Microsoft opens Azure boffinry giveaway
Windows Azure for Research doles out heavenly compute and storage
After several informal schemes, Microsoft has forged an initiative to give academic researchers free access to the Windows Azure cloud.
The Windows Azure for Research program was announced by Microsoft on Monday, and will see Redmond accept proposals for grants for wedges of Windows Azure resources, offer training in the program, provide technical resources and curriculum to get Azure in front of the next generation of developers, and sponsor an annual Windows Azure for Research workshop.
The program is open to anyone affiliated with academic institutions or non-profit research laboratories. Microsoft will look at proposals six times a year and award successful applications "large allocations of Windows Azure storage and compute resources for a period of one year," according to the company
"The first awards will be made two weeks after the first closing date of October 15, 2013 and every other month thereafter," a Microsoft spokesperson told El Reg.
The amount of resources given out will be "large enough to support the specific research," they said, and the project will be hosted in the Windows Azure data center that the researcher wants, they said.
"We will periodically announce additional special-opportunity RFPs on specific cloud research topics," Microsoft said. "These topics will include community research data services, streaming instrument data to the cloud, machine learning in the cloud, large-scale image analysis, environmental science, astronomy, genomics, and urban science."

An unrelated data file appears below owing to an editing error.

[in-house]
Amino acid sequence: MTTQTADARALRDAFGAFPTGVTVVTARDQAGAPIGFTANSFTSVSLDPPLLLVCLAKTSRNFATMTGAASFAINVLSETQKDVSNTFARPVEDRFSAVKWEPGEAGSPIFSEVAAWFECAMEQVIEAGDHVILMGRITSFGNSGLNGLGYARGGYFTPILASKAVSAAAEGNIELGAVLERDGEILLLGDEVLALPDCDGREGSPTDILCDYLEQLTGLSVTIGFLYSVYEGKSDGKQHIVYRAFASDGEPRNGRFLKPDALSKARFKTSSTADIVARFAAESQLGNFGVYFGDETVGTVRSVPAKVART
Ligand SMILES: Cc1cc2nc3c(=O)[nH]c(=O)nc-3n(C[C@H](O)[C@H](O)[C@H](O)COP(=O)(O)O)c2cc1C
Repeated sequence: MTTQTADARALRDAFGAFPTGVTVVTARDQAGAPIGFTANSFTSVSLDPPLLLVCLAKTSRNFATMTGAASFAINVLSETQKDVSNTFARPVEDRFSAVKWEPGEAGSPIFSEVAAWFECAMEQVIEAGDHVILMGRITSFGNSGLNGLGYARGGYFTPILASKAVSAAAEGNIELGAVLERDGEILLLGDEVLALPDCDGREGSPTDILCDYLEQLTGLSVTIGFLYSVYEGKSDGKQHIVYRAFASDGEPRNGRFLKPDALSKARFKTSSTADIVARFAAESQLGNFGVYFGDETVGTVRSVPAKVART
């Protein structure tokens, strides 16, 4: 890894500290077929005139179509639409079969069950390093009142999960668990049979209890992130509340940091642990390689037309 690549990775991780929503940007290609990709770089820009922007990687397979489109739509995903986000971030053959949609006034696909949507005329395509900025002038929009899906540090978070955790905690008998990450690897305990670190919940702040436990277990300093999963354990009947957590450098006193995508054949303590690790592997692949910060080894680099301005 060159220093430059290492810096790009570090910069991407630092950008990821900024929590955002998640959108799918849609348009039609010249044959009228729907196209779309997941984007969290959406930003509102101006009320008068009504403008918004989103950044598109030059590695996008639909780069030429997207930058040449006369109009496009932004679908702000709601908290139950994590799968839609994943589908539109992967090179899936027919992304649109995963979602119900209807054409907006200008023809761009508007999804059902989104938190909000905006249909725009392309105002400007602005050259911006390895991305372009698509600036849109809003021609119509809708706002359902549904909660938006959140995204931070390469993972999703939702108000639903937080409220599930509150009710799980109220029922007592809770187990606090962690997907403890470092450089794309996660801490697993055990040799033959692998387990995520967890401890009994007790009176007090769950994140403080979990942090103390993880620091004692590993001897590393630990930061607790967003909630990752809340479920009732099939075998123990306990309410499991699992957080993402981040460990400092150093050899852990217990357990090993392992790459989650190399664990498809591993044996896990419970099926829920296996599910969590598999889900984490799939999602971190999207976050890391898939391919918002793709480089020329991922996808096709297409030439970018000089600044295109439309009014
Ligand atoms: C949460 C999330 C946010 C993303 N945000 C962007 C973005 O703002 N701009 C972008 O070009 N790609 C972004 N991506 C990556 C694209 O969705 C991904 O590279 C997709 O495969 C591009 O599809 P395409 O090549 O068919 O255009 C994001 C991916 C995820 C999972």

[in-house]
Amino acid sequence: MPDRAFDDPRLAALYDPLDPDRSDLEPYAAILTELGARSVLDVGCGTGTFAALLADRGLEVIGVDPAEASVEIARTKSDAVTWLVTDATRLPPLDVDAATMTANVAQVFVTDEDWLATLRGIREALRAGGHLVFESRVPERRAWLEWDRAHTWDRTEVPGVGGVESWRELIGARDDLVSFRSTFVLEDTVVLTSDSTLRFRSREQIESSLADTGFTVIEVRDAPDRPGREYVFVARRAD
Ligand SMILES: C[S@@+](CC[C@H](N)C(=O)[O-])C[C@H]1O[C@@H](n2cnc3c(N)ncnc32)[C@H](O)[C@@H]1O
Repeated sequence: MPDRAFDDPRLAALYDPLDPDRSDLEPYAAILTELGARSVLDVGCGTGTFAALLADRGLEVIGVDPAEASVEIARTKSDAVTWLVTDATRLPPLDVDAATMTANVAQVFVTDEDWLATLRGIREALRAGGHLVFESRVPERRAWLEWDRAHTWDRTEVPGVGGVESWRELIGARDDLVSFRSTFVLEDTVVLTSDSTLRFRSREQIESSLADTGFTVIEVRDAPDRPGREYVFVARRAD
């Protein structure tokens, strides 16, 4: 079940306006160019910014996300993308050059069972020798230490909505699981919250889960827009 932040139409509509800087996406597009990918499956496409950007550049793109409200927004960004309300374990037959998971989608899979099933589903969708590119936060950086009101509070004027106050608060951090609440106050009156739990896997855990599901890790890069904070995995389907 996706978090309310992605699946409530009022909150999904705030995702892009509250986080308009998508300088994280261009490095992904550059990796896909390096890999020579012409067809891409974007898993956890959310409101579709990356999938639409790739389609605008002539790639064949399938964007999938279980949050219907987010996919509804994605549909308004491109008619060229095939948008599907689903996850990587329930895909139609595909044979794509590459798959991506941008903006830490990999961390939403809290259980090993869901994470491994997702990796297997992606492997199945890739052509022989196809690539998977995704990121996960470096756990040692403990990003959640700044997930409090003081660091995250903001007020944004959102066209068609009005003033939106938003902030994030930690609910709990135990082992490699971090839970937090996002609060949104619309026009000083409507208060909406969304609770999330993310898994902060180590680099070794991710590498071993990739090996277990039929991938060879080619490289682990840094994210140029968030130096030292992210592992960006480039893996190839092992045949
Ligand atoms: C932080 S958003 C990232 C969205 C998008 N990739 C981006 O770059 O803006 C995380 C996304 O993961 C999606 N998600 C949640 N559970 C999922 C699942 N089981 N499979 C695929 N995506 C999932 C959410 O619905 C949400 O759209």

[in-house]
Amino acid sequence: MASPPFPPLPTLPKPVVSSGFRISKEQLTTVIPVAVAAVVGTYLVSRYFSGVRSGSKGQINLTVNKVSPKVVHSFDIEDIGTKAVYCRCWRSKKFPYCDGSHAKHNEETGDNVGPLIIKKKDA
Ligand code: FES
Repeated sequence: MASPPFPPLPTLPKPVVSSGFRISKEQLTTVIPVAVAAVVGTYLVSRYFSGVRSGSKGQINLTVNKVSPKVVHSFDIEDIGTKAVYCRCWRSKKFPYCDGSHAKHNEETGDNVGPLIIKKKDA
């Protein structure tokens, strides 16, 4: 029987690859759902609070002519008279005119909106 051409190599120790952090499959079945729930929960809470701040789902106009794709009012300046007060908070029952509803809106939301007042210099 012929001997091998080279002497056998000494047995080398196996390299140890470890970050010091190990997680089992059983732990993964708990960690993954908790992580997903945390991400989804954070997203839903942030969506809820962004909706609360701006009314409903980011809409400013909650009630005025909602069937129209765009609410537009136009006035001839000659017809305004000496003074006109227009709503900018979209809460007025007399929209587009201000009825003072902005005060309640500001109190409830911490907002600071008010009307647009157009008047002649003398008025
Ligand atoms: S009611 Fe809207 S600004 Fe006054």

The Azure for Research program follows Microsoft's "Cloud Research Engagement Project" which ran from 2010 to 2013. This scheme saw Microsoft try to figure out what scientific apps could sit in Azure, and whether science-funding agencies could treat Azure like the IT capital universities buy.
One scheme that seems to have the paw-prints of a Cloud Research Engagement project is Microsoft letting the superfast boffinry academic network "Internet2" peer with the Azure cloud. This scheme saw Redmond waive data egress fees, and turn the rolling Azure operational expenditure into a capital item that the researchers could use on grant reports.
Though Microsoft's Azure giveaway is a boon to academics, it enters a giveaway market already served by Amazon Web Services, which runs an "AWS in Education" project along broadly similar lines, though AWS only does reviews four times a year and does not formally put out RFPs. ®
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